By a News Reporter-Staff News Editor at Blood Weekly -- New research on Aging Research is the subject of a report. According to news originating from Boston, Massachusetts, by NewsRx correspondents, research stated, "Aging is associated with loss of muscle mass and strength, reduced satellite cell number, and lower regenerative potential. Testosterone increases muscle mass, strength, and satellite cell number in humans; however, the effects of testosterone on the regenerative potential of skeletal muscle are unclear."
Our news journalists obtained a quote from the research from Boston Medical Center, "Here, we investigated the effect of testosterone on the skeletal muscle regeneration of young (2-month-old) and aged (24-month-old) male mice. We show that testosterone increases the number of proliferating satellite cells in regenerating 'tibialis anterior' muscle of young and aged castrated mice 2 and 4 days postinjury. Testosterone supplementation increases the number and the cross-sectional area of regenerating fibers in both classes of age 4 days postinjury. Testosterone increases satellite cell activation and proliferation and the regeneration of both young and aged mouse muscle."
According to the news editors, the research concluded: "These data suggest prospective application of androgens to improve the regenerating potential of the aged human skeletal muscle."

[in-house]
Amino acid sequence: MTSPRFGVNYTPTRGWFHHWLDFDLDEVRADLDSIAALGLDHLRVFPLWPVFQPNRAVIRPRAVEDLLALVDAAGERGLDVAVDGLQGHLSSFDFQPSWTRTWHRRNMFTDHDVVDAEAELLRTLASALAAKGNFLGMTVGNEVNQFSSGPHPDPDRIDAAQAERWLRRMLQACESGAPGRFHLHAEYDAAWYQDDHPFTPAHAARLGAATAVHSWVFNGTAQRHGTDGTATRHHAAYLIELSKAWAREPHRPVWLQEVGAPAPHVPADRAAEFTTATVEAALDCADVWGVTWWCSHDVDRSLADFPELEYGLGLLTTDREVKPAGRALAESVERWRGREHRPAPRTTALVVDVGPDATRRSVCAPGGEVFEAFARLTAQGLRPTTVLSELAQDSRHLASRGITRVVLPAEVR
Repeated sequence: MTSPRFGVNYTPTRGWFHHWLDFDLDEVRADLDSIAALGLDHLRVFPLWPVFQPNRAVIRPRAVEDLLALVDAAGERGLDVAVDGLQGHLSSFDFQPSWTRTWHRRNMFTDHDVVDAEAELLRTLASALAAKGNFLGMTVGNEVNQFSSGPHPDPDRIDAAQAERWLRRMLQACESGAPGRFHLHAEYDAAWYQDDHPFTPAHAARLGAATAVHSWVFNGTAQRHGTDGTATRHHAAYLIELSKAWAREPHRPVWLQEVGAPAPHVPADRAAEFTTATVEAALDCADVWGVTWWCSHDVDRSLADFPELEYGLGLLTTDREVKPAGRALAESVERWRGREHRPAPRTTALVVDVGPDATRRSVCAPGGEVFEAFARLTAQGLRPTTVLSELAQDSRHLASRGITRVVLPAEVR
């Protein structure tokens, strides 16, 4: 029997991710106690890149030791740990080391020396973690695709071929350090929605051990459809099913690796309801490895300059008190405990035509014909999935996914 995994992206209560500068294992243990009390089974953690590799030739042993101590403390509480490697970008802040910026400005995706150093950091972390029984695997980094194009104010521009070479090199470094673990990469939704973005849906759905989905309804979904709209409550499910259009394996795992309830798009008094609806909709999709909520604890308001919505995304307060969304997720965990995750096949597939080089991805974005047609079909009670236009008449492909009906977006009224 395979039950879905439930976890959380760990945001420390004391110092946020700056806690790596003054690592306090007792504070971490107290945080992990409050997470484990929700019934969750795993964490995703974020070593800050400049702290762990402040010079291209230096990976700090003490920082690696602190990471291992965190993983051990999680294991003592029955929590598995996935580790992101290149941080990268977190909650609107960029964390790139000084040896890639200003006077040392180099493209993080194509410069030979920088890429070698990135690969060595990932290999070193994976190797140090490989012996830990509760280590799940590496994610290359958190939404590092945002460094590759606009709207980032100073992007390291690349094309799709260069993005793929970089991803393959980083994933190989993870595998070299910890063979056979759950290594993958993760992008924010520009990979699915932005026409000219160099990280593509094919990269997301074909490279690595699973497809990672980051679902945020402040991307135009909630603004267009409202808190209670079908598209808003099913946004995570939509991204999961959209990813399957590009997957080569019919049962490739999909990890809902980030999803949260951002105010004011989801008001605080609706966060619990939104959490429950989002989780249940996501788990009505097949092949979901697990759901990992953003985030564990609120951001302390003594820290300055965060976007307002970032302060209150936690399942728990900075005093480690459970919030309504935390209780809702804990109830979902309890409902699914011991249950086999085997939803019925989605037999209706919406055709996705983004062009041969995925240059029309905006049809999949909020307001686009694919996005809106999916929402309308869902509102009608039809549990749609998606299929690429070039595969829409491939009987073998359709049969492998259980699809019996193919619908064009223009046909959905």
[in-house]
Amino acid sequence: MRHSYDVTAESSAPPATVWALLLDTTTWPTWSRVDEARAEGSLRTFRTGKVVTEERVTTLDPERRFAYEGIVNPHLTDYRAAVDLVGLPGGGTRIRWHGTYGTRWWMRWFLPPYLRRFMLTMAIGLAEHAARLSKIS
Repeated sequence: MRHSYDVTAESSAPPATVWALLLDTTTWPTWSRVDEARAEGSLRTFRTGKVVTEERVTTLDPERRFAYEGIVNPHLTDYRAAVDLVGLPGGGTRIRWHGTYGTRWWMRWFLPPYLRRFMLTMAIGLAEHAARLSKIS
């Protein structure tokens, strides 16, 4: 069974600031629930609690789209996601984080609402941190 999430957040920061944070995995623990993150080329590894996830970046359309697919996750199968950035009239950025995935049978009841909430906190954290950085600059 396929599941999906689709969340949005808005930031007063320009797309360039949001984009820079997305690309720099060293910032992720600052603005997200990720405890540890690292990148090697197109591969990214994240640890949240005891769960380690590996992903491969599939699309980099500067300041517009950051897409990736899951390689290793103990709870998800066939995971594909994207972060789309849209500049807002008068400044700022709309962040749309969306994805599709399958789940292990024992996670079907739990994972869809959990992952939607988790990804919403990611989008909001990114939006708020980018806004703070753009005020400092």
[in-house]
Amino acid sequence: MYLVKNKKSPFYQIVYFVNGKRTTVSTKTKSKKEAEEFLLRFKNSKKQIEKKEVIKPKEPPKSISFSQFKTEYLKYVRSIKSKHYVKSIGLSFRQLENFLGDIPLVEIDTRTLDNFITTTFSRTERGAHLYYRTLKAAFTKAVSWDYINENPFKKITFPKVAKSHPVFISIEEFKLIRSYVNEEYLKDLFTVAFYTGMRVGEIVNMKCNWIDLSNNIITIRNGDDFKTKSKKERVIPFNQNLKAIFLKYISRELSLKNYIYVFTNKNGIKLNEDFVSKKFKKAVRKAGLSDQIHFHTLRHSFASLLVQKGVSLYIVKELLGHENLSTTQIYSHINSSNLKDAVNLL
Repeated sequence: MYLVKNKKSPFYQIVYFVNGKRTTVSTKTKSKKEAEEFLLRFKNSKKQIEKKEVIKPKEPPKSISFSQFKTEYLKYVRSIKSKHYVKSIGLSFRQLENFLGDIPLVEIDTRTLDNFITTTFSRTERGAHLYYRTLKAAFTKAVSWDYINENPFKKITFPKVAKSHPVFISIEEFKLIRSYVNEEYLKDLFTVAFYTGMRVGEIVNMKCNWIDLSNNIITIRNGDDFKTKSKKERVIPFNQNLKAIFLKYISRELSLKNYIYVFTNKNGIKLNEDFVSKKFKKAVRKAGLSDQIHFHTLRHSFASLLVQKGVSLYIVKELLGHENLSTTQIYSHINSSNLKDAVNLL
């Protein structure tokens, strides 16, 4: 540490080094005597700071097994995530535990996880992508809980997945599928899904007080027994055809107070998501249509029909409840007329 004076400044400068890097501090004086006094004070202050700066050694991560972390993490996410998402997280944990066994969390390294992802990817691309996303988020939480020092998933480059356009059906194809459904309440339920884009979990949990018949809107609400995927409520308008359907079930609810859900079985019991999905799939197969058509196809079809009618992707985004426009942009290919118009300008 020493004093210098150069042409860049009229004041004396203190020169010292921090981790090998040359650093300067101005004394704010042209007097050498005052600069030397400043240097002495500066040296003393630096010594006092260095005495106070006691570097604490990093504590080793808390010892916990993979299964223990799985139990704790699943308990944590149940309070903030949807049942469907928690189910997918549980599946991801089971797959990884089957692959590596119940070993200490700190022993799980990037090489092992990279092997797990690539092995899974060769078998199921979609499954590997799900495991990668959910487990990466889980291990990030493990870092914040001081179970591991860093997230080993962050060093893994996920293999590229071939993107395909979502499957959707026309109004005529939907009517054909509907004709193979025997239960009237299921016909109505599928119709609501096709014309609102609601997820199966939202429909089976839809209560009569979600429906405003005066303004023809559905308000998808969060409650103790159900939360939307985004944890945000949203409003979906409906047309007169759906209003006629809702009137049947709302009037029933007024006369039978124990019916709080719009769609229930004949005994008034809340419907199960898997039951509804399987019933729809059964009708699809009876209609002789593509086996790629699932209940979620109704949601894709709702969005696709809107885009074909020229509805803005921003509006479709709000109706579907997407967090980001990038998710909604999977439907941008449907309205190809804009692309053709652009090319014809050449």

For more information on this research see: Testosterone improves the regeneration of old and young mouse skeletal muscle. The Journals of Gerontology Series A, Biological Sciences and Medical Sciences, 2013;68(1):17-26 (see also Aging Research).
The news correspondents report that additional information may be obtained from C. Serra, Section of Endocrinology, Diabetes and Nutrition, Boston Medical Center, Boston, MA 02118, United States. Additional authors for this research include F. Tangherlini, S. Rudy, D. Lee, G. Toraldo, N.L. Sandor, A. Zhang, R. Jasuja and S. Bhasin.
Keywords for this news article include: Tissue Engineering, Biomedical Engineering, Biomedicine, Boston, Massachusetts, United States, Aging Research, Bioengineering, Muscle Regeneration, North and Central America.
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